Reducing UC Berkeley’s Environmental Impact through Stormwater Management
Project Leads: Cody Lambrecht and Eric Wayman
TGIF Grant: $35,211.14
Project Theme: Habitat Restoration and Native Landscaping
Project Description: Designed to address lacking stormwater infrastructure and the pollution of Strawberry Creek during rain events, this project implements a stormwater infiltration basin on the north side of the A&E parking lot (directly east of Sather Gate) to reduce the volume of stormwater and pollutants entering Strawberry Creek. Throughout campus, impervious and semi-impervious surfaces such as sidewalks, parking lots, lawn fragments, and plazas accumulate harmful pollutants such as heavy metals, fertilizers, oil, gasoline, trash, and plastic particulates. During rain events, many of these pollutants get swept up by water moving in sheet flow over impervious surfaces. Most existing stormwater infrastructure directs the water and pollutants directly into Strawberry Creek, degrading the health of the aquatic ecosystem and contributing to streambank erosion. This project employs the use of a slot drain system to divert that polluted stormwater into a constructed biophysical treatment system to reduce, detain, filter, and slowly re-release filtered stormwater into Strawberry Creek.
Goals: 1) reduce the amount of pollutants that UC Berkeley is responsible for emitting into the creek. This will be accomplished with the construction of an infiltration basin that uses physical and biological processes to filter pollutants and reduce the volume of stormwater entering Strawberry Creek. Natural biophysical methods of treatment include microbial breakdown and transformation of pollutants, adsorption of heavy metals onto plant and soil biofilms, chemical precipitation, uptake of excess nutrients and pollutants via plants, and physical soil filtration. Methods of reducing stormwater volume include increasing plant uptake and transpiration, improving infiltration and percolation with engineered soil, and physically structuring the system to allow for storage of water during heavy rain events. These processes will effectively reduce peak overland flows, enhance percolation rates and reduce erosion, and provide filtration and treatment of pollutants. The plants selected for this system are drought and flood-adapted California native species that improve ecological diversity, create wildlife habitat, and increase the aesthetic value of the space.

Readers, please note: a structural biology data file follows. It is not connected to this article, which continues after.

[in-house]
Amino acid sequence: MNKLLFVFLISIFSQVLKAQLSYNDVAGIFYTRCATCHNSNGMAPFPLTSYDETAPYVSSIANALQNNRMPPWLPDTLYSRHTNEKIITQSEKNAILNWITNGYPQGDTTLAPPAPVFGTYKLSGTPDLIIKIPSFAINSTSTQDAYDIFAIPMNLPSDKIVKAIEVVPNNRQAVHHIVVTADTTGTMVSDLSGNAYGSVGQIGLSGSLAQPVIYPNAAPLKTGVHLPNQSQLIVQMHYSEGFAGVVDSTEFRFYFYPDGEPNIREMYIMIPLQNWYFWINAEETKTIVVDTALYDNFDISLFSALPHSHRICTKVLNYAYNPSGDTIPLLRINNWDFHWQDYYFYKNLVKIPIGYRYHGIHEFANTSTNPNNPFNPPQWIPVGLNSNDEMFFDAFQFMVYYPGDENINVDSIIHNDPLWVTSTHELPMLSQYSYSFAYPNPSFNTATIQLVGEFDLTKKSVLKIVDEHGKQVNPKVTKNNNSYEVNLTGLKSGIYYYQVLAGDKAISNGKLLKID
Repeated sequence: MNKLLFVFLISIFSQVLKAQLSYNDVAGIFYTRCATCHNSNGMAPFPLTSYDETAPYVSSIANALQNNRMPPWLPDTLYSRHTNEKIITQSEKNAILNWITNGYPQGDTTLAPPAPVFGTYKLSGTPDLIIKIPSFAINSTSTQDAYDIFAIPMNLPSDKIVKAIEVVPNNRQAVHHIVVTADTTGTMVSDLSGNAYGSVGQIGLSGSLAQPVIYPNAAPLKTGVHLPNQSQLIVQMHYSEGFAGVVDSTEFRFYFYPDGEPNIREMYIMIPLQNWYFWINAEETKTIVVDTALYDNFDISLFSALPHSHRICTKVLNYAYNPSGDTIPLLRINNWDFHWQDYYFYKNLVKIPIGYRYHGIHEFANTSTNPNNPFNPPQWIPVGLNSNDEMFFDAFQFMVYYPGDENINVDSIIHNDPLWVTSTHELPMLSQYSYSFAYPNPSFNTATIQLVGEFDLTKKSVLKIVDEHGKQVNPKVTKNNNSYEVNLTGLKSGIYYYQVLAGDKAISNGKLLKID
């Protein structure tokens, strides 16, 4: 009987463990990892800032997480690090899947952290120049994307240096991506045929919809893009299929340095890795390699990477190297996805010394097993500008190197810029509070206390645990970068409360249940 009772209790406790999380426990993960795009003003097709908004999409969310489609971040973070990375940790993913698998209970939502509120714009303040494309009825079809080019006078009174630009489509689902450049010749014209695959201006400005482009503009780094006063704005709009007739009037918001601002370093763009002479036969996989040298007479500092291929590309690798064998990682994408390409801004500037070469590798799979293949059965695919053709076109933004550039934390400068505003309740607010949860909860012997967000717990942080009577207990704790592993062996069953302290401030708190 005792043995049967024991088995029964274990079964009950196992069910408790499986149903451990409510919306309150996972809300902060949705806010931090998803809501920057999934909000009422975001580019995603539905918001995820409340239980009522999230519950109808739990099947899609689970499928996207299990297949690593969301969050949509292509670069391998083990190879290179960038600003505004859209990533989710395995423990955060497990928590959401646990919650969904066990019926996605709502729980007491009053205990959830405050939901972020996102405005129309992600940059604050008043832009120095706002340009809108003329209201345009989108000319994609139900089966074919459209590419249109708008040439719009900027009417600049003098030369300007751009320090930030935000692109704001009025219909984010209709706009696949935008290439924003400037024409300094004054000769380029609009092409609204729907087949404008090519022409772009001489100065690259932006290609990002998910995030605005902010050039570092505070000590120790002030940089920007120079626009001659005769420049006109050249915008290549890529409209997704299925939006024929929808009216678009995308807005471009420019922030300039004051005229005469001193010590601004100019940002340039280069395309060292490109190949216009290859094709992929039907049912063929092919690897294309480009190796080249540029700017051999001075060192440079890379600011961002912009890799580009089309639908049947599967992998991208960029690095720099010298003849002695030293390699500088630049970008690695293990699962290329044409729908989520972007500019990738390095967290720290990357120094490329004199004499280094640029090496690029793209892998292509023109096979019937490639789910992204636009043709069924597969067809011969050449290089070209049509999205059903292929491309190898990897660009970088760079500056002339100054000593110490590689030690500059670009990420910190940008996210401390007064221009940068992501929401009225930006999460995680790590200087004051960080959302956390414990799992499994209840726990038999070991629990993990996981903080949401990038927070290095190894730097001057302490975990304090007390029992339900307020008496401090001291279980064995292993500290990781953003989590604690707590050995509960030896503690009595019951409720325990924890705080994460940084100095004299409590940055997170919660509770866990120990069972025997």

2) utilize the stormwater infrastructure as an educational tool to illustrate the functionality and potential of natural treatment systems to reduce UC Berkeley’s environmental impact. Located directly adjacent to Sather Gate and Sproul Plaza, the site is in a high-traffic and highly visible area, creating the opportunity engage with and educate students, faculty, and campus visitors on importance of low-impact development (LID). The goal is for the site to serve as an example of LID and ecological restoration to be studied by students in landscape architecture, environmental engineering, environmental science, conservation and resource studies, as well as by all members of the UC Berkeley campus and broader community.